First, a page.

12. Enhancing the ultraviolet-visible-near infrared photovoltaic responses of crystalline-silicon solar cell by using aluminum nanoparticles

    NASA Astrophysics Data System (ADS)

    Hu, Fei; Zhou, Zhi-Quan; Ma, Lei; Zhang, Chi; Zhou, Wen-Jie; Lu, Ming

    2017-10-01

    We report to apply Al nanoparticles (NPs) to enhance the photovoltaic response of crystalline- or c-Si solar cell from the ultraviolet (UV) throughout the visible and near infrared (NIR) regimes. Al NPs were induced by solid thermal annealing and embedded in a SiO2 layer that was to passivate the front side of solar cell. Upon the excitation of surface plasmons (SPs) on the Al NPs under light illumination, an enhancement of broadband absorption of the solar cell was observed. The incorporation of Al NPs led to a relative 13.8% increase in photoelectric conversion efficiency of c-Si solar cell, and an external quantum efficiency enhancement from the UV throughout the visible and NIR regimes. The improvement of c-Si solar cell performance was attributed to both effects of absorption and scattering by SPs.

  13. Zinc-Dependent Protection of Tobacco and Rice Cells From Aluminum-Induced Superoxide-Mediated Cytotoxicity.

    PubMed

    Lin, Cun; Hara, Ayaka; Comparini, Diego; Bouteau, François; Kawano, Tomonori

    2015-01-01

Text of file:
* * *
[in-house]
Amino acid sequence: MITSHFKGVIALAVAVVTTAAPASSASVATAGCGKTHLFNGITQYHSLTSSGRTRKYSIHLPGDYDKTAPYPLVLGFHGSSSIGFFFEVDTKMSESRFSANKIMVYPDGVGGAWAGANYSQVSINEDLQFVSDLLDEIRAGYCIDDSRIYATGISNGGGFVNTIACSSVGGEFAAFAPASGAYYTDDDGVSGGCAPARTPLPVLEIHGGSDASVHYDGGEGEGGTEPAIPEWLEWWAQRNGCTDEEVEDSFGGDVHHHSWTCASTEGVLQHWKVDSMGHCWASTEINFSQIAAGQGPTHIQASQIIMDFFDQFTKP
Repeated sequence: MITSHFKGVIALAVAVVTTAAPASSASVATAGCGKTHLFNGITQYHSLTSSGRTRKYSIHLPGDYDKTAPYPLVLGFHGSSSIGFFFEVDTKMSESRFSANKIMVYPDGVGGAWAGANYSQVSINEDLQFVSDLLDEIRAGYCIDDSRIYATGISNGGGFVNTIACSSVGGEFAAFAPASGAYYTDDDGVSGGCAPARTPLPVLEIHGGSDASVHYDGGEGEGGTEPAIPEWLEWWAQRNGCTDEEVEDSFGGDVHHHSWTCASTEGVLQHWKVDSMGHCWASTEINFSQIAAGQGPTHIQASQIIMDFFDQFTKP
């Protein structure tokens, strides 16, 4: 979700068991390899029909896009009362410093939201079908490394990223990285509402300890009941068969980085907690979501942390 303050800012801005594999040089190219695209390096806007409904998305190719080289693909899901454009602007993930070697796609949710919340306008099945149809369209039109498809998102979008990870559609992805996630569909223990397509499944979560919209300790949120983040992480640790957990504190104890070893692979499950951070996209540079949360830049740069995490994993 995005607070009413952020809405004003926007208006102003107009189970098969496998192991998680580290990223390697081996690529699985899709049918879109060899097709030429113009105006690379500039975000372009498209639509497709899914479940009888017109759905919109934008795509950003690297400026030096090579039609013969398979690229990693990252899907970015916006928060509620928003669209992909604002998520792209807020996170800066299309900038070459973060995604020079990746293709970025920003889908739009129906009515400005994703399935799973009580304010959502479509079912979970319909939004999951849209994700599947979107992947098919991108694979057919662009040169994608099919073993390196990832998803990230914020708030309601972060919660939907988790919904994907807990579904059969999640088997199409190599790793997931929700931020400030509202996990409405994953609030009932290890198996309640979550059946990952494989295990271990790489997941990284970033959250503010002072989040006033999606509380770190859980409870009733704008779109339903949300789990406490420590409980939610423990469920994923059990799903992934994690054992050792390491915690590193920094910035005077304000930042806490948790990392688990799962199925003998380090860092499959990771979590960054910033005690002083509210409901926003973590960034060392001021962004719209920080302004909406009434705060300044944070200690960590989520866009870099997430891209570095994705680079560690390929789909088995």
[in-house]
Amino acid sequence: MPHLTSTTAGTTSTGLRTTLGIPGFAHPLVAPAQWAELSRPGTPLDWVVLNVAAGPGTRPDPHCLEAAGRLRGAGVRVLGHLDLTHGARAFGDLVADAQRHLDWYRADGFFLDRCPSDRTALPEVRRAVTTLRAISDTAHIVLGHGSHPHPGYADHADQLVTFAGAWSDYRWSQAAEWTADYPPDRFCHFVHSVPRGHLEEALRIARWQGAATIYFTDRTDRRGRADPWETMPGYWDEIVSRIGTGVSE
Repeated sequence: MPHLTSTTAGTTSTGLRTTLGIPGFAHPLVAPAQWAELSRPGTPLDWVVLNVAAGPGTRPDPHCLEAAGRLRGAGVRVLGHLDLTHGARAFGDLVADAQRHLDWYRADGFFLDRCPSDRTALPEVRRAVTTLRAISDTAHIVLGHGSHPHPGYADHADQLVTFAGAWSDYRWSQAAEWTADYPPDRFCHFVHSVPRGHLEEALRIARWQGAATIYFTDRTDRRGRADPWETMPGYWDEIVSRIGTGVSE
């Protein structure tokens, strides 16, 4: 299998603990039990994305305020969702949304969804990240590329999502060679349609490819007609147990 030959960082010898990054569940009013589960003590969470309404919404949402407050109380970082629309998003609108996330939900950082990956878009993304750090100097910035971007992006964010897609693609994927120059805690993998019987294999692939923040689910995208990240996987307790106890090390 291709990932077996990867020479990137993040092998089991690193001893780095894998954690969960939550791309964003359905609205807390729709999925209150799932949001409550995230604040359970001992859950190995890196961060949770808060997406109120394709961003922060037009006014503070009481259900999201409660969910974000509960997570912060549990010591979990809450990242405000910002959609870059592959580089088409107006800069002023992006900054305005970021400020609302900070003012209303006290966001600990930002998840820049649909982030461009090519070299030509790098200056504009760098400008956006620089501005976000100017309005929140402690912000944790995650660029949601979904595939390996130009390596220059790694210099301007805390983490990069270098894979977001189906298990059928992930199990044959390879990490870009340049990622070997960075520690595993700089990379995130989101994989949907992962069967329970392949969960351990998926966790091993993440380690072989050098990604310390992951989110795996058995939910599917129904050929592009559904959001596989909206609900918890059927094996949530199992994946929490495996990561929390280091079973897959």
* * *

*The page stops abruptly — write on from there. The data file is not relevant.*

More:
Al(3+) toxicity in growing plants is considered as one of the major factors limiting the production of crops on acidic soils worldwide. In the last 15 years, it has been proposed that Al(3+) toxicity are mediated with distortion of the cellular signaling mechanisms such as calcium signaling pathways, and production of cytotoxic reactive oxygen species (ROS) causing oxidative damages. On the other hand, zinc is normally present in plants at high concentrations and its deficiency is one of the most widespread micronutrient deficiencies in plants. Earlier studies suggested that lack of zinc often results in ROS-mediated oxidative damage to plant cells. Previously, inhibitory action of Zn(2+) against lanthanide-induced superoxide generation in tobacco cells have been reported, suggesting that Zn(2+) interferes with the cation-induced ROS production via stimulation of NADPH oxidase. In the present study, the effect of Zn(2+) on Al(3+)-induced superoxide generation in the cell suspension cultures of tobacco (Nicotiana tabacum L., cell-line, BY-2) and rice (Oryza sativa L., cv. Nipponbare), was examined. The Zn(2+)-dependent inhibition of the Al(3+)-induced oxidative burst was observed in both model cells selected from the monocots and dicots (rice and tobacco), suggesting that this phenomenon (Al(3+)/Zn(2+) interaction) can be preserved in higher plants. Subsequently induced cell death in tobacco cells was analyzed by lethal cell staining with Evans blue. Obtained results indicated that presence of Zn(2+) at physiological concentrations can protect the cells by preventing the Al(3+)-induced superoxide generation and cell death. Furthermore, the regulation of the Ca(2+) signaling, i.e., change in the cytosolic Ca(2+) ion concentration, and the cross-talks among the elements which participate in the pathway were further explored.